[Many thanks to Teo Freytes for sharing this item.] Adam Parker reports on a new exhibition of Roberto Diago’s work, “La historia recordada” [The Remembered History]. The exhibition will open on January 19 and will be on view through March 3, 2018, at the College of Charleston, in Charleston, South Carolina. As Parker explains, the exhibition runs concurrently with the college’s campus-wide project called “Cuba en el horizonte” [Cuba on the Horizon], which includes art shows, movie screenings, lectures, courses, new publications, and performances.
[. . .] Juan Roberto Diago Durruthy, who usually goes by Roberto Diago, or simply Diago, makes paintings, sculptures, installations, mixed-media pieces and more. His work has been featured at two Venice art biennials, and he is represented in New York City by Magnan Metz Gallery. And now Charleston-area residents and visitors will have a chance to see Diago’s work, which will be exhibited Jan. 19 through March 3. [. . .]
Diago, 46, has been on the art world’s radar for years, and his work is much collected. But early on he struggled, along with many other Cuban artists. Traditional materials such as canvas and oil paint were hard to come by. He developed the habit of using found objects — pieces of metal and wood, for example — to construct works that examined the legacy of slavery, Afro-Cuban identity, syncretic religious traditions, the effects of poverty and more.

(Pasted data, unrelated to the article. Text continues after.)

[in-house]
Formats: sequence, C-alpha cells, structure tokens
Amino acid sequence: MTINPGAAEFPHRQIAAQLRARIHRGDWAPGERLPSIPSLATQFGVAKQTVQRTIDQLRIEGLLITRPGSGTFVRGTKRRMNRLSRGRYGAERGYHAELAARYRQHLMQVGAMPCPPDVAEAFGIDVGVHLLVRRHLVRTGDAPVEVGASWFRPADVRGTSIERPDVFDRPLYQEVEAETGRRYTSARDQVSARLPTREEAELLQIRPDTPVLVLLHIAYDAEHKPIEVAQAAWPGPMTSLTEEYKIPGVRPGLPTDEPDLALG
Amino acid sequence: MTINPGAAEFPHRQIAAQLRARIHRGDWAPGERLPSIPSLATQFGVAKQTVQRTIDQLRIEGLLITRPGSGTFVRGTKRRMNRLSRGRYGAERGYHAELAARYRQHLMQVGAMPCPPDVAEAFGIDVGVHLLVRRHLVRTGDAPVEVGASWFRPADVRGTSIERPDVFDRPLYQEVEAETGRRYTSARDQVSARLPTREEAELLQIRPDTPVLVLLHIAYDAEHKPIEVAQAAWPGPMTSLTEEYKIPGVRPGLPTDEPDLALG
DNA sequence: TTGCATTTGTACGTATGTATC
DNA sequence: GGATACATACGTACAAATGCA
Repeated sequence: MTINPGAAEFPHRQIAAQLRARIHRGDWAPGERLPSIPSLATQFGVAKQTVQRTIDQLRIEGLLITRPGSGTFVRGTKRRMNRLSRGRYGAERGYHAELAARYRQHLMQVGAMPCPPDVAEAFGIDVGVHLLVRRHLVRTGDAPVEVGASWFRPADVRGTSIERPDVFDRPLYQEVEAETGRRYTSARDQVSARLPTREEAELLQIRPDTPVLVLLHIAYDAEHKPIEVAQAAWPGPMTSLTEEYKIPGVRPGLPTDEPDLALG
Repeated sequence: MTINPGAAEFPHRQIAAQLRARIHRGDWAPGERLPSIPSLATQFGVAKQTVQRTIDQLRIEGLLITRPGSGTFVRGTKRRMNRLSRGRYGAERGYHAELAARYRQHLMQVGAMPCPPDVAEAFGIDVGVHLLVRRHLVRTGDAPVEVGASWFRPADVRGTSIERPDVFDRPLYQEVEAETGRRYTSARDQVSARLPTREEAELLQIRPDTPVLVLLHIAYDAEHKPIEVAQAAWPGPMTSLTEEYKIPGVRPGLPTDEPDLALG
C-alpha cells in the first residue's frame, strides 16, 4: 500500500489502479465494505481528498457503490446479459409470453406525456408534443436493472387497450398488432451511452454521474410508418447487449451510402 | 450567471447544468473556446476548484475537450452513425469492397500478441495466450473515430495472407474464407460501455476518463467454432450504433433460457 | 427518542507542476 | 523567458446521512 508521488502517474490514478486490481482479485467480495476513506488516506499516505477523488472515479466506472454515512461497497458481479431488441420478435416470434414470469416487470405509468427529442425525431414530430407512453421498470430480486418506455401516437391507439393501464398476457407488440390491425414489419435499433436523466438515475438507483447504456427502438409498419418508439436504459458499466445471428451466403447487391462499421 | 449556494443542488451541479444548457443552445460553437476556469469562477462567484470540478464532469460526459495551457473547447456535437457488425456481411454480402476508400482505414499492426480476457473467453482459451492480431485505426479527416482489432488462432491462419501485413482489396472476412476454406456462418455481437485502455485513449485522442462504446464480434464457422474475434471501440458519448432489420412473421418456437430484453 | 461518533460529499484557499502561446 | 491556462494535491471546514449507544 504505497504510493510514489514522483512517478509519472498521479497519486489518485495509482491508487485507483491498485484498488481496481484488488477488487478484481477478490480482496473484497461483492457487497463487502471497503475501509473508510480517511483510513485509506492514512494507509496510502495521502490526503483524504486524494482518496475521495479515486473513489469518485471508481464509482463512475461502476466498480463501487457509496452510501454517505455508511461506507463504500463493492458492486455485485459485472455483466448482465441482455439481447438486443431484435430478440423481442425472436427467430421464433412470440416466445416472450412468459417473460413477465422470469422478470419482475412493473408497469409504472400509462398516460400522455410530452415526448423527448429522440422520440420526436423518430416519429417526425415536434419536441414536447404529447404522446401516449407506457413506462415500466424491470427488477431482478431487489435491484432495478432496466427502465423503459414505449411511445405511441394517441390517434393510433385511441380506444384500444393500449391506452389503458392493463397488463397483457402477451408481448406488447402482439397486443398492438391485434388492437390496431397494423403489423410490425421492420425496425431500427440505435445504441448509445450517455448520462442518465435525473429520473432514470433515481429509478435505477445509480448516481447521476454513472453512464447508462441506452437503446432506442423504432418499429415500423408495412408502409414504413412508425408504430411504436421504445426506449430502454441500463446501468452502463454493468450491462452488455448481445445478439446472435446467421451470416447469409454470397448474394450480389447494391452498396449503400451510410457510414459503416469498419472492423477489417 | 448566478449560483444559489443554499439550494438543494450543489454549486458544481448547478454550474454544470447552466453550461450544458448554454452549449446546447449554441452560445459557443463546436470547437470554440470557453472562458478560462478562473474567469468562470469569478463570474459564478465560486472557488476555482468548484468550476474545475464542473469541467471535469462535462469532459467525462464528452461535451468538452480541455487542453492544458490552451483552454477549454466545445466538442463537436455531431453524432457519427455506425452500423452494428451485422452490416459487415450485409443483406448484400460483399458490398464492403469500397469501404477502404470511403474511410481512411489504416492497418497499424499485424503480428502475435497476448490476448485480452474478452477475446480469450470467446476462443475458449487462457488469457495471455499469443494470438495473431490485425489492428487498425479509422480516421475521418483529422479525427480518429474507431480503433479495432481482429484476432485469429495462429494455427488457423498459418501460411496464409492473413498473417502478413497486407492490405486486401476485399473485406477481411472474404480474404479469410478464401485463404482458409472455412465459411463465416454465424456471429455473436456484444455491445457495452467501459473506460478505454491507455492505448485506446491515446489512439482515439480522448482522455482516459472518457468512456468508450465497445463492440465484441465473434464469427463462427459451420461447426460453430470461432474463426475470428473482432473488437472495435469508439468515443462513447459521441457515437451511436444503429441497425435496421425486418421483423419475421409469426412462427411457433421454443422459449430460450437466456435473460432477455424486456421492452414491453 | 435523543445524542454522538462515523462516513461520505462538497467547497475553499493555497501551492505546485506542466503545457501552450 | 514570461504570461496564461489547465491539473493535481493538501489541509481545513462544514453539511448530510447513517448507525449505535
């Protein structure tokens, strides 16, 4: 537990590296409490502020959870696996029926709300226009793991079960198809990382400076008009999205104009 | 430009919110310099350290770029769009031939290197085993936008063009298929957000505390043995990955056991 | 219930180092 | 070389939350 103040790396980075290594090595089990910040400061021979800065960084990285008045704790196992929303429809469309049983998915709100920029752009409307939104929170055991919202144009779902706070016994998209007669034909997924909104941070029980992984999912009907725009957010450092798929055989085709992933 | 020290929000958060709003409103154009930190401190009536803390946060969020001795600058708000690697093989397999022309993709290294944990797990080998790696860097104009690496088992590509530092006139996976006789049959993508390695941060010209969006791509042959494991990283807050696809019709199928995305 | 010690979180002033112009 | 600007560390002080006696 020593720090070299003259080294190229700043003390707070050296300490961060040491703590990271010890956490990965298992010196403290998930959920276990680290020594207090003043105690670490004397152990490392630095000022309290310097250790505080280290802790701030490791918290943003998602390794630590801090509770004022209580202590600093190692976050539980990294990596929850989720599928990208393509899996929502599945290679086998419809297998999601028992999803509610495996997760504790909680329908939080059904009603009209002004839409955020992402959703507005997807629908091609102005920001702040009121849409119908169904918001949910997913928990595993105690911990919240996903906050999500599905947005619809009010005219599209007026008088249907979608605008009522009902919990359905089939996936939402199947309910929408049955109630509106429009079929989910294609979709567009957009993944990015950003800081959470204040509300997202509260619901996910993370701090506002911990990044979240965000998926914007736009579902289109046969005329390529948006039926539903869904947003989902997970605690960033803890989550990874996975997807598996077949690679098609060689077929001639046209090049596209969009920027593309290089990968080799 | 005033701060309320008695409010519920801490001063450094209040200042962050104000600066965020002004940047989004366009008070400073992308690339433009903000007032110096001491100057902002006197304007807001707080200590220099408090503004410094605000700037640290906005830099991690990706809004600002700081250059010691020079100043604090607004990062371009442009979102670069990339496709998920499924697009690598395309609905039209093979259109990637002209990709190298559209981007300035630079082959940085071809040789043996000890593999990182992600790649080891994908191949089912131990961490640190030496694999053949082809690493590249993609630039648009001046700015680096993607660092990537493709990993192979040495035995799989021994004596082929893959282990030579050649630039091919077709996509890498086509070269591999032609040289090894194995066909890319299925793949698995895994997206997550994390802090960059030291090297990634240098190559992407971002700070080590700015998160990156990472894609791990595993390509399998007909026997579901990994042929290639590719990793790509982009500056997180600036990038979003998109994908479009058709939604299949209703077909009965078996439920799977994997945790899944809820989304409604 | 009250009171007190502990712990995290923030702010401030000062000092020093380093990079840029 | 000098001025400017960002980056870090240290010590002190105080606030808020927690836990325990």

Diago’s art caught the fancy of Tom Bradford and Susan Bass, a Charleston couple who traveled to Cuba in April 2015. Bass sits on the board of the Halsey and quickly brought Diago to the attention of Halsey director and chief curator Mark Sloan. She said she was especially taken by Diago’s provocative work, which was displayed throughout his house and in the yard. “The art he had hanging in his house really spoke to all the slavery issues that he was trying to portray,” Bass said. Some of the abstract images were reminiscent of wounds and scars. “I felt it really spoke to Charleston; I just thought that there was such a great connection.”
[. . .] A year ago, Sloan invited Diago for a site visit. His trip to Charleston was productive and inspiring for the artist, Sloan said. He visited the Old Slavery Mart Museum, a couple of the local historic plantations and other sites relevant to African-American history. He took particular interest in the preserved fingerprints of the black laborers who manufactured bricks. The idea that a remnant of the physical presence of slaves could survive in perpetuity, embedded in the bricks of the city, intrigued his artistic mind, Sloan said. Diago’s work seems to function on two levels, conveying meaning both through chosen materials and through the issues expressed, work that is discreet yet powerful, and that confronts difficult topics.
Alberto Magnan of the Magnan Metz Gallery said much of the imagery in Diago’s work derives from the mixing of West African and Catholic traditions. Cuba’s black population has its origins in the transatlantic slave trade. Cuba was, and still is, a big sugar producer, and its plantation owners relied on slave labor. [. . .]